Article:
It’s a New Year. Whether you had a great year this past year or you had a pretty bad one, it’s always great to have a fresh start isn’t it? Speaking of a new year do you have an idea of what God wants for you in this new season of your life? What burdens, visions or plans has He laid on your heart? This new year I’ve been thinking about the things God has allowed me to go through this past year that is setting me up for the things He wants to accomplish this year. This reminds me of a book in the Old Testament that I’ve been reading lately called Nehemiah. You might be familiar with Nehemiah’s task of rebuilding the walls of Jerusalem or even with his job as a cup-bearer or even with his heart-felt prayer in chapter one. But let’s briefly look at how Nehemiah goes from cup-bearer to wall-builder.
Hanani, one of my brothers, came with certain men from Judah. And I asked them concerning the Jews who escaped, who had survived the exile, and concerning Jerusalem. And they said to me, “The remnant there in the province who had survived the exile is in great trouble and shame. The wall of Jerusalem is broken down, and its gates are destroyed by fire.” As soon as I heard these words I sat down and wept and mourned for days, and I continued fasting and praying before the God of heaven. (Nehemiah 1:2-4)
You see, when Nehemiah hears about his home, about the needs of his people, he’s heart-broken. He mourns for days. Much like you or I might get sad, punch the wall, eat a bowl of ice cream or cry for a good long while. You and I face problems on a regular basis that upset us. Occasionally I face situations that seem almost depressing and I’m sure that you do also. Situations that feel so big and overwhelming it seems like there’s no hope. Notice that Nehemiah doesn’t just weep but prays and fasts. This goes on for days, weeks and even months. Eventually, the King notices that his cup bearer is sad and asks him what is wrong and Nehemiah tells him that he’s sad because his city is in ruins.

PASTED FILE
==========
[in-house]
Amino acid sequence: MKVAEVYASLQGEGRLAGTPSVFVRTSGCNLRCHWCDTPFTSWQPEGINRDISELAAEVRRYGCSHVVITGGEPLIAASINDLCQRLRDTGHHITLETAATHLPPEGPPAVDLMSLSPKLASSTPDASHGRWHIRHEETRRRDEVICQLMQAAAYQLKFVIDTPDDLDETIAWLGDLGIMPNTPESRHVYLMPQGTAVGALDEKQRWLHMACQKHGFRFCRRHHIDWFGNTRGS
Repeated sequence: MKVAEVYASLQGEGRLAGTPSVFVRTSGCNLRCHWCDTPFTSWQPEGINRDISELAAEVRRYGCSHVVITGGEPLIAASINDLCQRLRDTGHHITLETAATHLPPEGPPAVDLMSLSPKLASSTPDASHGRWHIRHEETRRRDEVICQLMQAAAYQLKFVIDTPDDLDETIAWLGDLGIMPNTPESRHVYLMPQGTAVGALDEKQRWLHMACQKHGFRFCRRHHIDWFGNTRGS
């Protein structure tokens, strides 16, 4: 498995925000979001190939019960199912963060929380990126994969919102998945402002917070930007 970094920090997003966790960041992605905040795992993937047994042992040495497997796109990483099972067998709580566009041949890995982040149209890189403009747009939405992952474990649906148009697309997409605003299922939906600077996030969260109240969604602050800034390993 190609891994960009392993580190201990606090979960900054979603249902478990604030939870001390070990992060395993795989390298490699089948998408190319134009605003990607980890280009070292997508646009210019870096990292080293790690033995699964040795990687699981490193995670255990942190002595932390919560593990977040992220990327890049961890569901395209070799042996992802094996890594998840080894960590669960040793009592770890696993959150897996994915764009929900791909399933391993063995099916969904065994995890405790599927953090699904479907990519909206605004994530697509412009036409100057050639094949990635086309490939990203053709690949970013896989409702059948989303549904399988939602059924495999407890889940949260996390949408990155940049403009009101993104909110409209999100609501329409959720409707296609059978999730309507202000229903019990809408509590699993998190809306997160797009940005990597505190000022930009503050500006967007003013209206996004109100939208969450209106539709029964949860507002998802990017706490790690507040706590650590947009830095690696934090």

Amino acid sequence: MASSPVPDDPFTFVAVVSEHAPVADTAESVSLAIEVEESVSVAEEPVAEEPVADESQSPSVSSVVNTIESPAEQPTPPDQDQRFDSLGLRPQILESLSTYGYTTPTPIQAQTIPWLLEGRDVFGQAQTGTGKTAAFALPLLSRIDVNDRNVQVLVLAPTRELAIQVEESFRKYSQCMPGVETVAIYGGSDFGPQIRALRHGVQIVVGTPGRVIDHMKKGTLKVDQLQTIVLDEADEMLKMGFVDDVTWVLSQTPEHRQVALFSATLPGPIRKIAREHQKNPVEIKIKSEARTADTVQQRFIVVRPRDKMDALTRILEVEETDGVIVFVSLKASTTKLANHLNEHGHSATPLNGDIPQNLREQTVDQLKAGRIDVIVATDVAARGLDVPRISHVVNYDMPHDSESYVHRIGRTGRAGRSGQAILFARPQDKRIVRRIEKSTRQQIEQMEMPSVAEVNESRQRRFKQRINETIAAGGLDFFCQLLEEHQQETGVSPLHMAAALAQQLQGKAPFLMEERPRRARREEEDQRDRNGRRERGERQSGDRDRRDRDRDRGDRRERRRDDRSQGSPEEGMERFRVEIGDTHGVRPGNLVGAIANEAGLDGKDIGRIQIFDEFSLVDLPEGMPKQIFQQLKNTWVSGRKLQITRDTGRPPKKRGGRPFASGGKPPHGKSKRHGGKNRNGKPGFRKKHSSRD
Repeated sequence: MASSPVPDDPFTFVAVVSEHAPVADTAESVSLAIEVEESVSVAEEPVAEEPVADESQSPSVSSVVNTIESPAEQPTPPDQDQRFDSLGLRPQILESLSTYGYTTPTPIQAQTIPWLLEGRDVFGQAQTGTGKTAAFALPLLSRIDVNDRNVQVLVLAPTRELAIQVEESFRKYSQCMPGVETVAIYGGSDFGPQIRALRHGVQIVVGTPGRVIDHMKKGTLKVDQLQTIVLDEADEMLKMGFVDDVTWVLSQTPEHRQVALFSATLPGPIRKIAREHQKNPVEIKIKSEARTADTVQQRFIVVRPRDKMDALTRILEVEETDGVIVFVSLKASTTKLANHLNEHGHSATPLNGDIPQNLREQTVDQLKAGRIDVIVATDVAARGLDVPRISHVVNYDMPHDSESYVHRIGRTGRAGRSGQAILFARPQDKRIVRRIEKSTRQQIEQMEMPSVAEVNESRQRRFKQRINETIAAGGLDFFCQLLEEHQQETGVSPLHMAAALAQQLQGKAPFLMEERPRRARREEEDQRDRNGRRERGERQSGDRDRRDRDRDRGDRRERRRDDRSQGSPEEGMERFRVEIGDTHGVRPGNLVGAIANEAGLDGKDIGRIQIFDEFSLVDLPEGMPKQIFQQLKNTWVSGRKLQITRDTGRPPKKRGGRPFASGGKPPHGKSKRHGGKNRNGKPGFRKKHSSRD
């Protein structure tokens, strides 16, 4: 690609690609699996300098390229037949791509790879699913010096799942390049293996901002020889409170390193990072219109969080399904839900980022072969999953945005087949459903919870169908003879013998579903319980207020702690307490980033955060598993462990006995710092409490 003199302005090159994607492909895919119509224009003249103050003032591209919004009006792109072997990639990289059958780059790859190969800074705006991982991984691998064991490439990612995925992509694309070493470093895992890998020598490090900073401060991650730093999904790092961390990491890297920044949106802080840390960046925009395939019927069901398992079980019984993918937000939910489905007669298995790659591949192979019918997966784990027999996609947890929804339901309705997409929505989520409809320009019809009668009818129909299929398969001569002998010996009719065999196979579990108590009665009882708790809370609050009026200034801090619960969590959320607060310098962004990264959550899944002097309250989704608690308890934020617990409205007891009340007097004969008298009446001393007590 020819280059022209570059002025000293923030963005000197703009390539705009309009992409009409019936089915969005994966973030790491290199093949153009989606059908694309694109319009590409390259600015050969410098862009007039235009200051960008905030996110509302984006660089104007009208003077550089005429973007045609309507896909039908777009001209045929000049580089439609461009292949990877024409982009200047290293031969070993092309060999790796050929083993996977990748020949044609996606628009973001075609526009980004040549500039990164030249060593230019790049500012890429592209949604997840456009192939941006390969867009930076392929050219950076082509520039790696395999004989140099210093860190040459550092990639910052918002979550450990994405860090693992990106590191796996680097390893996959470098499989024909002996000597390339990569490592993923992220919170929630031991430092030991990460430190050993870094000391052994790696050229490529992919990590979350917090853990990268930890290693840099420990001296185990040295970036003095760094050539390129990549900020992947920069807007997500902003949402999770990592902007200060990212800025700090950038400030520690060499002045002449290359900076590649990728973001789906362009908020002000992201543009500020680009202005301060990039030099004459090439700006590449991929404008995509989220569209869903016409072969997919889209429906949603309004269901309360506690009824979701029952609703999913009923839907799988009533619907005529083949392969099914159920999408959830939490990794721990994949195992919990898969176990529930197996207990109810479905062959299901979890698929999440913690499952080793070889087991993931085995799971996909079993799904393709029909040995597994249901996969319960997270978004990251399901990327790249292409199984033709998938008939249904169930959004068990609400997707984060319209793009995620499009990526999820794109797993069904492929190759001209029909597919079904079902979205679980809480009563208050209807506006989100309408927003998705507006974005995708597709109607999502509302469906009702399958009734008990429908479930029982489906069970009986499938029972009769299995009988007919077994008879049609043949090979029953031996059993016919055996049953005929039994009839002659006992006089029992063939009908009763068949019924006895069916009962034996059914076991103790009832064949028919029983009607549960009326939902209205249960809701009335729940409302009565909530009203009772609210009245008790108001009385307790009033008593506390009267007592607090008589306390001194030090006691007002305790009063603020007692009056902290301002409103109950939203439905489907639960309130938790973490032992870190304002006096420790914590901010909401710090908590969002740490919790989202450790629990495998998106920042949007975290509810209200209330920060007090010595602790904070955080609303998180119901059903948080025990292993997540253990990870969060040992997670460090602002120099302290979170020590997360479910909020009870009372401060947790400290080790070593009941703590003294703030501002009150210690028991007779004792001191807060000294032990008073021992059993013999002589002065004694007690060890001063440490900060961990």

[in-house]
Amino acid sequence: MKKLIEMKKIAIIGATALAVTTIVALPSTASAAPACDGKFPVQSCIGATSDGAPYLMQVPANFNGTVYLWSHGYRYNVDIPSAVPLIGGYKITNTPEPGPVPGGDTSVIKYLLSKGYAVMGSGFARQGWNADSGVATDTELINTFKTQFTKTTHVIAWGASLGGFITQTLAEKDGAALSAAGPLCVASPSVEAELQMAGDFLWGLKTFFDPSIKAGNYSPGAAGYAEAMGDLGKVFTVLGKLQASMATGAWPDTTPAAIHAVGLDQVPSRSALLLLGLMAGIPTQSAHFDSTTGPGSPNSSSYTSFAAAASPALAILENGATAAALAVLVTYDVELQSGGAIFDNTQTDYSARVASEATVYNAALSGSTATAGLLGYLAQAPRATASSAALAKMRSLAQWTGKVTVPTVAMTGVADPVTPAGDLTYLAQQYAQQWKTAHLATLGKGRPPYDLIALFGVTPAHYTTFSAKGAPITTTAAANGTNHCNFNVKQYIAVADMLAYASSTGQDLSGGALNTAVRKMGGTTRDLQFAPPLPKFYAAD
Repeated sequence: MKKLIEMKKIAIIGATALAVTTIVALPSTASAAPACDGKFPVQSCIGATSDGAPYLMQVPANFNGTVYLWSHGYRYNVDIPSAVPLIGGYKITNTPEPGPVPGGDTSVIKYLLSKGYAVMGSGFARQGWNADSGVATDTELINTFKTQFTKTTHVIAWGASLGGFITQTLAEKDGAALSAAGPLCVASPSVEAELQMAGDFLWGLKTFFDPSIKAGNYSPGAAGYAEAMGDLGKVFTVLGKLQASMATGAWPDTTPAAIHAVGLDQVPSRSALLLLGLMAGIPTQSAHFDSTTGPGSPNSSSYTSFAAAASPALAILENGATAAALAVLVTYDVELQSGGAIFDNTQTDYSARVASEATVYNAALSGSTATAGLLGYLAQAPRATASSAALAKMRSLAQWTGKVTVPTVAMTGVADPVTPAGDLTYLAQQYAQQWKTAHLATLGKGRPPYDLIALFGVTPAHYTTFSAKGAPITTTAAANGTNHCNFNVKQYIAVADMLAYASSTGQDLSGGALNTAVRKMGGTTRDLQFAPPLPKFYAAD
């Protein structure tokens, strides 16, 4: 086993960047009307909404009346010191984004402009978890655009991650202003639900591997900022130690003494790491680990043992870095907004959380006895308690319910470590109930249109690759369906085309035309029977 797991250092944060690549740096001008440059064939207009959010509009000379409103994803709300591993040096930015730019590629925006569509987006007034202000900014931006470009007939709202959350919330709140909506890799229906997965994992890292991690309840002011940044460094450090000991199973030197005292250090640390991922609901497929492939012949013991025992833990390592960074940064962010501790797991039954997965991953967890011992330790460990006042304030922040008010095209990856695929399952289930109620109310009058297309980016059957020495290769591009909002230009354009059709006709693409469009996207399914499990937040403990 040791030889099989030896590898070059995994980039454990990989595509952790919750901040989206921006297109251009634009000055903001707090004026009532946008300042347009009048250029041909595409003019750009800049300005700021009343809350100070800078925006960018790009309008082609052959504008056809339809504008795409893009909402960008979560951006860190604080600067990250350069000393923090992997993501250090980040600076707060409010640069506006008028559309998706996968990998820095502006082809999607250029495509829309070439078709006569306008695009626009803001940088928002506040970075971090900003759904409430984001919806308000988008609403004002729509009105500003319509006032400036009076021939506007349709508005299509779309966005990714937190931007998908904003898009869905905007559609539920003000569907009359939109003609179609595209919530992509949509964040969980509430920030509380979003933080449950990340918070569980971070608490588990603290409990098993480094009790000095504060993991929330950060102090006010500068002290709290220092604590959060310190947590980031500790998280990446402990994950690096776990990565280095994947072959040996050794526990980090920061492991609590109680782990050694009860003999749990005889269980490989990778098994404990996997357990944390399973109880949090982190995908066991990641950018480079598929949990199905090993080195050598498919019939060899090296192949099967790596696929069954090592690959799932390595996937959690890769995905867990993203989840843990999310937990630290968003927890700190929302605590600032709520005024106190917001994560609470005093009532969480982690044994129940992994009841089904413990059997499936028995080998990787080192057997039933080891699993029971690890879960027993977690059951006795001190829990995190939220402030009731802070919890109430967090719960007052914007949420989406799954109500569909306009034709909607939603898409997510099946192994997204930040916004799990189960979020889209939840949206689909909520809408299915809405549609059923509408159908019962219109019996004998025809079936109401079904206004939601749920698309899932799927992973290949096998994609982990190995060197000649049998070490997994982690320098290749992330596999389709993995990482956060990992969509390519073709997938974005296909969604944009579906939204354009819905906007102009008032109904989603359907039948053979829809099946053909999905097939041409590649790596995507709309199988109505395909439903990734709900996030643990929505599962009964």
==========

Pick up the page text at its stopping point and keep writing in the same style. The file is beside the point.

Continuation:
Then the king said to me, “What are you requesting?” So I prayed to the God of heaven. And I said to the king, “If it pleases the king, and if your servant has found favor in your sight, that you send me to Judah, to the city of my fathers’ graves, that I may rebuild it.” And the king said to me (the queen sitting beside him), “How long will you be gone, and when will you return?” So it pleased the king to send me when I had given him a time. (Nehemiah 2:4-6)
Notice that Nehemiah doesn’t just presume that the King will let him go. But when the opportunity arises and the King asks him what’s wrong, Nehemiah doesn’t hesitate to share his plan with the King. All that time spent weeping, fasting and praying wasn’t wasted. God was preparing Nehemiah. God was making sure Nehemiah’s heart was right and ready for the task ahead. What if this past year was just a year where God was making sure your heart was ready? I’m not talking so much about God testing you but preparing you. Even if you think you utterly failed in how you responded to this past year maybe God had used a season of waiting, mourning and praying to push you to your limit to make you more durable for the road ahead. Maybe He’s got a door that He’ll open just around the corner that will leave you speechless.
I went out by night by the Valley Gate to the Dragon Spring and to the Dung Gate, and I inspected the walls of Jerusalem that were broken down and its gates that had been destroyed by fire. Then I went on to the Fountain Gate and to the King’s Pool, but there was no room for the animal that was under me to pass. Then I went up in the night by the valley and inspected the wall, and I turned back and entered by the Valley Gate, and so returned. And the officials did not know where I had gone or what I was doing, and I had not yet told the Jews, the priests, the nobles, the officials, and the rest who were to do the work. (Nehemiah 2:13-16)
Notice that even once Nehemiah has all the things the King has granted him – papers, a personal army, wood and other resources – he doesn’t just celebrate and kick back. Once he reaches Jerusalem he’s sneaking out at night to inspect the walls and the gates. He’s got a singular focus. He doesn’t take this trip for granted. He doesn’t want to miss even a moment of this opportunity. Months of mourning don’t call for celebration just yet. Nehemiah didn’t feel that months of praying gave him the right to kick back and relax. God had heard Nehemiah’s prayers and opened up the opportunity that was humanly-impossible. Nehemiah wanted to roll up his sleeves and get to work. Nehemiah wanted to be prepared for the next step. Nehemiah knew that the humanly-impossible work that God was doing had just begun and that the hardest that Nehemiah would face was yet to come. Maybe for you too, your season of waiting and weeping will come to an end. Then as God opens the door, you can roll up your sleeves and dive into what God has for you in this new year. So pray expectantly, hope fervently and don’t for a moment think that God doesn’t see your weeping or hear your prayers.